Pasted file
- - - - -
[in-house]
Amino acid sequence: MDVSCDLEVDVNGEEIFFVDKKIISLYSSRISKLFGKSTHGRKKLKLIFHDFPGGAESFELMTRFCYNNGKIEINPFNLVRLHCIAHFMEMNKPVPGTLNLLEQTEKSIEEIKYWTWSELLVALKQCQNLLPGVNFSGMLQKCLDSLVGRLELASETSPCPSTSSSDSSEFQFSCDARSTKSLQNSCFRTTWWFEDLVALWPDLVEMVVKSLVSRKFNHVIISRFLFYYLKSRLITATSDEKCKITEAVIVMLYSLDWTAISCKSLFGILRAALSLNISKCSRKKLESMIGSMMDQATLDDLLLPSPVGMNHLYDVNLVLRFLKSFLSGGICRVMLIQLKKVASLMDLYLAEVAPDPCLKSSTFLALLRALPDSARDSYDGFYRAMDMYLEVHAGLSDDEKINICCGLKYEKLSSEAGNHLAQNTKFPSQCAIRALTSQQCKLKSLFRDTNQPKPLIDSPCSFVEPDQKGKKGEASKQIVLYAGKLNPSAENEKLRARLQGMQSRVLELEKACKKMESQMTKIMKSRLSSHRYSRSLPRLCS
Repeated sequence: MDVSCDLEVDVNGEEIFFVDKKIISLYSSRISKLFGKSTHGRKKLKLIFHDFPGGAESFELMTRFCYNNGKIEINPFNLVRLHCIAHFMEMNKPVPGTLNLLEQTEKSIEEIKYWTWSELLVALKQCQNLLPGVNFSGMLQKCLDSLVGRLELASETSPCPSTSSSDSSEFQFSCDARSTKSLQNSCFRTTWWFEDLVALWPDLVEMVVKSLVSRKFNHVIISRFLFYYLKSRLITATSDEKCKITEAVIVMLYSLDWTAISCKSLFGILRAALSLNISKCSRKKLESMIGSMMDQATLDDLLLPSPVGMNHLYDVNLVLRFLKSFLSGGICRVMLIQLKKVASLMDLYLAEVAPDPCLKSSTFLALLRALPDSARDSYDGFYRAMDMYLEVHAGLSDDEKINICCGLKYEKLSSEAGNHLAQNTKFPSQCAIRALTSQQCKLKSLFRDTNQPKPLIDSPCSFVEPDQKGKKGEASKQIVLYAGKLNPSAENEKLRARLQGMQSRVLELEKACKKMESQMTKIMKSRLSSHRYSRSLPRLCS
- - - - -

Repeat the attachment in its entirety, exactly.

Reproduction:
[in-house]
Amino acid sequence: MDVSCDLEVDVNGEEIFFVDKKIISLYSSRISKLFGKSTHGRKKLKLIFHDFPGGAESFELMTRFCYNNGKIEINPFNLVRLHCIAHFMEMNKPVPGTLNLLEQTEKSIEEIKYWTWSELLVALKQCQNLLPGVNFSGMLQKCLDSLVGRLELASETSPCPSTSSSDSSEFQFSCDARSTKSLQNSCFRTTWWFEDLVALWPDLVEMVVKSLVSRKFNHVIISRFLFYYLKSRLITATSDEKCKITEAVIVMLYSLDWTAISCKSLFGILRAALSLNISKCSRKKLESMIGSMMDQATLDDLLLPSPVGMNHLYDVNLVLRFLKSFLSGGICRVMLIQLKKVASLMDLYLAEVAPDPCLKSSTFLALLRALPDSARDSYDGFYRAMDMYLEVHAGLSDDEKINICCGLKYEKLSSEAGNHLAQNTKFPSQCAIRALTSQQCKLKSLFRDTNQPKPLIDSPCSFVEPDQKGKKGEASKQIVLYAGKLNPSAENEKLRARLQGMQSRVLELEKACKKMESQMTKIMKSRLSSHRYSRSLPRLCS
Repeated sequence: MDVSCDLEVDVNGEEIFFVDKKIISLYSSRISKLFGKSTHGRKKLKLIFHDFPGGAESFELMTRFCYNNGKIEINPFNLVRLHCIAHFMEMNKPVPGTLNLLEQTEKSIEEIKYWTWSELLVALKQCQNLLPGVNFSGMLQKCLDSLVGRLELASETSPCPSTSSSDSSEFQFSCDARSTKSLQNSCFRTTWWFEDLVALWPDLVEMVVKSLVSRKFNHVIISRFLFYYLKSRLITATSDEKCKITEAVIVMLYSLDWTAISCKSLFGILRAALSLNISKCSRKKLESMIGSMMDQATLDDLLLPSPVGMNHLYDVNLVLRFLKSFLSGGICRVMLIQLKKVASLMDLYLAEVAPDPCLKSSTFLALLRALPDSARDSYDGFYRAMDMYLEVHAGLSDDEKINICCGLKYEKLSSEAGNHLAQNTKFPSQCAIRALTSQQCKLKSLFRDTNQPKPLIDSPCSFVEPDQKGKKGEASKQIVLYAGKLNPSAENEKLRARLQGMQSRVLELEKACKKMESQMTKIMKSRLSSHRYSRSLPRLCS